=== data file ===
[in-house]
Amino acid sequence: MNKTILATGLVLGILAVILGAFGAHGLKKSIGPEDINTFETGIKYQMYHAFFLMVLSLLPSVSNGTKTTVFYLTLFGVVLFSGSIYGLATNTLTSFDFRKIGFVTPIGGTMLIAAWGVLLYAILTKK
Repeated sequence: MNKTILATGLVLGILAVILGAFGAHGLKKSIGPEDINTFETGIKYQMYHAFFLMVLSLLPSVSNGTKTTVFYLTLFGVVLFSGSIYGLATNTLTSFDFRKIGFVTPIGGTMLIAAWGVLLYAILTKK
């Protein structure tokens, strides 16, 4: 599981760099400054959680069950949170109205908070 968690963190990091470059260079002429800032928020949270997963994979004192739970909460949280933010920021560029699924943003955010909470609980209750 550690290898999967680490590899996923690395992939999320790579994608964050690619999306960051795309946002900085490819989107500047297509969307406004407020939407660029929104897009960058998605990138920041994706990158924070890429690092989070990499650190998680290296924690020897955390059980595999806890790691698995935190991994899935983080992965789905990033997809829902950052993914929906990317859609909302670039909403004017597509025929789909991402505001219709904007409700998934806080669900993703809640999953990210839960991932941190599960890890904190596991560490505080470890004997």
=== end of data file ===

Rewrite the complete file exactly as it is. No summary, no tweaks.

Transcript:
[in-house]
Amino acid sequence: MNKTILATGLVLGILAVILGAFGAHGLKKSIGPEDINTFETGIKYQMYHAFFLMVLSLLPSVSNGTKTTVFYLTLFGVVLFSGSIYGLATNTLTSFDFRKIGFVTPIGGTMLIAAWGVLLYAILTKK
Repeated sequence: MNKTILATGLVLGILAVILGAFGAHGLKKSIGPEDINTFETGIKYQMYHAFFLMVLSLLPSVSNGTKTTVFYLTLFGVVLFSGSIYGLATNTLTSFDFRKIGFVTPIGGTMLIAAWGVLLYAILTKK
């Protein structure tokens, strides 16, 4: 599981760099400054959680069950949170109205908070 968690963190990091470059260079002429800032928020949270997963994979004192739970909460949280933010920021560029699924943003955010909470609980209750 550690290898999967680490590899996923690395992939999320790579994608964050690619999306960051795309946002900085490819989107500047297509969307406004407020939407660029929104897009960058998605990138920041994706990158924070890429690092989070990499650190998680290296924690020897955390059980595999806890790691698995935190991994899935983080992965789905990033997809829902950052993914929906990317859609909302670039909403004017597509025929789909991402505001219709904007409700998934806080669900993703809640999953990210839960991932941190599960890890904190596991560490505080470890004997």